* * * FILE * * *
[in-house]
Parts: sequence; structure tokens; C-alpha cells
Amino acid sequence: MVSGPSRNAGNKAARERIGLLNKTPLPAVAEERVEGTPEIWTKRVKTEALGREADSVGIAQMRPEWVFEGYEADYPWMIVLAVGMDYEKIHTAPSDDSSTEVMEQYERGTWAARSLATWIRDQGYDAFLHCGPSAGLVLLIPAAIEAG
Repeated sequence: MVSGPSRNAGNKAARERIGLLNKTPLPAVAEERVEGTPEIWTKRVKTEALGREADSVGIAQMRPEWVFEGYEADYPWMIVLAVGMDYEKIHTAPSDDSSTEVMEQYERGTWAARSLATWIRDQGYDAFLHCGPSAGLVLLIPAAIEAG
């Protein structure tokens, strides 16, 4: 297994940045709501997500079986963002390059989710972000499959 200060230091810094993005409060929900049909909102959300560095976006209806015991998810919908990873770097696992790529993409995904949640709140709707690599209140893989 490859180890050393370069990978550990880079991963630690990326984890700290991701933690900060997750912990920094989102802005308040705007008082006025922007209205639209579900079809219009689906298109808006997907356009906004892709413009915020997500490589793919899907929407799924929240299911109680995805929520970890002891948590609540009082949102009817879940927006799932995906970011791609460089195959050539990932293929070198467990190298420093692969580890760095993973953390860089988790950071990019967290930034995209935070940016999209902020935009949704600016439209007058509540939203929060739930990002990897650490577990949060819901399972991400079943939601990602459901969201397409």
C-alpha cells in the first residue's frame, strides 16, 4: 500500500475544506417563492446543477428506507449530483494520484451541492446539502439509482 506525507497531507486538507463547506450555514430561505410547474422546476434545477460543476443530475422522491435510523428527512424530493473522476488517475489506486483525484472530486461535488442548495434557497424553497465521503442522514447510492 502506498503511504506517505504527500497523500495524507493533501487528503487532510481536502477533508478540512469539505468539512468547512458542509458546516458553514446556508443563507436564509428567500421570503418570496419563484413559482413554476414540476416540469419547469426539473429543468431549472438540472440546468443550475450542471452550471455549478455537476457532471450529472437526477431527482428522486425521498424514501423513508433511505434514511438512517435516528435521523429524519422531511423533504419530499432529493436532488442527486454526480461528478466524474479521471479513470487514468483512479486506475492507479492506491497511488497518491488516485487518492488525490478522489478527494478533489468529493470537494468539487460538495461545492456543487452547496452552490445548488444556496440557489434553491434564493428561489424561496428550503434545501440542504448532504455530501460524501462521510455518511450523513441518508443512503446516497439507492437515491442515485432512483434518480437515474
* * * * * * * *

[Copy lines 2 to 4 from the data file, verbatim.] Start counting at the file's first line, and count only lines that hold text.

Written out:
Parts: sequence; structure tokens; C-alpha cells
Amino acid sequence: MVSGPSRNAGNKAARERIGLLNKTPLPAVAEERVEGTPEIWTKRVKTEALGREADSVGIAQMRPEWVFEGYEADYPWMIVLAVGMDYEKIHTAPSDDSSTEVMEQYERGTWAARSLATWIRDQGYDAFLHCGPSAGLVLLIPAAIEAG
Repeated sequence: MVSGPSRNAGNKAARERIGLLNKTPLPAVAEERVEGTPEIWTKRVKTEALGREADSVGIAQMRPEWVFEGYEADYPWMIVLAVGMDYEKIHTAPSDDSSTEVMEQYERGTWAARSLATWIRDQGYDAFLHCGPSAGLVLLIPAAIEAG